You truly never know who you’ll find on Radio Row at the Super Bowl.
Over the last three days of working with the NFL public relations department, I’ve made it my mission to find any and all Redskins players, media, fans and exhibits. It’s been sparse at best, but today a legend finally showed up.
I spotted Coach Gibbs sitting with the midday hosts on “The Fan,” talking about his brand new book Game Plan: Your Personal Playbook For Success For Life, and of course reminiscing yesteryear along with NBC-4’s Jim Vance:
Coach Gibbs was only in town for today and was busy running the media circuit as one of the winning-est championship coaches of all time. But in between interview stops, he was kind enough to stop and share some of his Super Bowl memories, particularly of the 20th-anniversary 1991 Redskins squad.
“I have so many memories,” he said with a chuckle. “So many good memories. I remember John Madden was down at the practices that day, and I told him ‘Man, I gotta cut this thing short, or else they’re just gonna kill each other out there.'”
Gibbs attributed the intensity and ferocity of that team to a bond of trust that was forged between the offense and defense. As a coach that built his reputation on creating a united team culture, the 1991 squad was his final masterpiece.
“I feel like that group was really a close-knit group,” he explained. “The defense really did a great job, because Buffalo ran mostly from the no-huddle, and all of the complications that go along with that. The defensive staff prepared them well and the defense played great, so it was a great day.”
The Super Bowl has the reputation as one of the world’s largest productions; a single exhibition preceded by two weeks of partying and hoopla. In order to combat the obvious distractions of the Super Bowl week, Gibbs kept his team focused by letting them have their fun, and then buckling down for work.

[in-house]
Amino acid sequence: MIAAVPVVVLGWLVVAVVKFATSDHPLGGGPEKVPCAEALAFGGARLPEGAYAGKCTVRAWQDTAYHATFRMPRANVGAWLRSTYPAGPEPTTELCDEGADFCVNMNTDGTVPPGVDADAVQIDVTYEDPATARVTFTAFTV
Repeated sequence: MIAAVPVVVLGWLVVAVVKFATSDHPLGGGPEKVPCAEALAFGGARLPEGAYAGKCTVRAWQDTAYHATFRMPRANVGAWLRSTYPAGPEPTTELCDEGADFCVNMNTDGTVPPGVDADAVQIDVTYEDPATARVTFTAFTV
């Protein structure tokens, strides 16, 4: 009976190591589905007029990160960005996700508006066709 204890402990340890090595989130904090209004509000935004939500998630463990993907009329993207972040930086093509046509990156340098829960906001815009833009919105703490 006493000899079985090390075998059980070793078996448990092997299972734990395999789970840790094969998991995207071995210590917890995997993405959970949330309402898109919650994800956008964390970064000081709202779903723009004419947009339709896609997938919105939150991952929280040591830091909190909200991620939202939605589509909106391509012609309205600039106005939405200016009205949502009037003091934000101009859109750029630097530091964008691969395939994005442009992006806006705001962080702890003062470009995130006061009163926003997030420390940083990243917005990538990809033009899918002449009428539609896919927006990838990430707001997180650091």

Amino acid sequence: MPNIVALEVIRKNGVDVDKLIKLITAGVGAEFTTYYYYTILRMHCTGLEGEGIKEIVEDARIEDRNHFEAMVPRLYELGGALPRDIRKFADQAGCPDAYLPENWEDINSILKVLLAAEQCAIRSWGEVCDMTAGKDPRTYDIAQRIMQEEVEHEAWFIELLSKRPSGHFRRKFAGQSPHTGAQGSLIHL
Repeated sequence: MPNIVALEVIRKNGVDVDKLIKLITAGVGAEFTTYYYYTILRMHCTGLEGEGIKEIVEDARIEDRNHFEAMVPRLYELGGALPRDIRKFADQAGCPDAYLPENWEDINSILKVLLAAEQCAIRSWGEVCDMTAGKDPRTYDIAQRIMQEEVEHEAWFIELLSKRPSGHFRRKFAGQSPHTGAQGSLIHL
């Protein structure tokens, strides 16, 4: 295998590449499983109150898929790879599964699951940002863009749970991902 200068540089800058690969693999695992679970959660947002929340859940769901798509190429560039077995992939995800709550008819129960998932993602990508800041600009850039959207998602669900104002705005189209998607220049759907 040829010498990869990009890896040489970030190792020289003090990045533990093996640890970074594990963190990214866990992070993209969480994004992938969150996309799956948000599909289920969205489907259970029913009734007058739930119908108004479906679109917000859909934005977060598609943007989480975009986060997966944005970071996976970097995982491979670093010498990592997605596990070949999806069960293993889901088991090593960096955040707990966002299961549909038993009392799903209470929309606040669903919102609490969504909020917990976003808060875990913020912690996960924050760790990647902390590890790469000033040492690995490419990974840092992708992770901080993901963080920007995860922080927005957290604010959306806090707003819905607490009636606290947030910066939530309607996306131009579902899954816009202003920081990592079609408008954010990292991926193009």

“I think what we tried to do is to lay out a two-week plan with our players, and say, ‘Look, that first week, get all of the ticket stuff done. Get all of your shoe deals out of the way, all of the friends that are going to come with you–get all of that ironed out in advance.'”
After allowing for his players to enjoy the ‘bye week’ in Washington, it was back to business as usual once the team flew out to the host city.
“I asked them when we got to the site, ‘Just make sure that the time we have as far as practice and meetings, you really can concentrate and spend your time on football. Enjoy it, but we really need to be seriously preparing for this thing like we normally do.”
Gibbs and his coaching staff worked meticulously to prepare the teams in the same way that they had prepared for each of the regular season and playoff games. After going 14-2 in the 1991 regular season, clearly it was a formula that worked.
Then, as the countdown to kickoff clock hit 24 hours, Gibbs would pack his team up on the bus and drive them out of the city. Even in icy, frozen Minneapolis.
“We moved the team the night before, to a place that was 50 minutes outside of town,” he said with a grin. “I remember the players asking, ‘Where are we going?’
“The snow was piled up 10-feet high, but the nice thing about being out there was that it was totally isolated. We went out there in the evening, so the nice thing was the players could finally get some good sleep. I remember I got 12 hours.”
With a unified front and a good night’s sleep, the Redskins put the final touches on a magical season, beating the Bills, 37-24.
That team and that season will go down as the standard for Redskins football, and a goal that all future teams must aspire to. And for those of us that were around to remember it, the magic still lives on.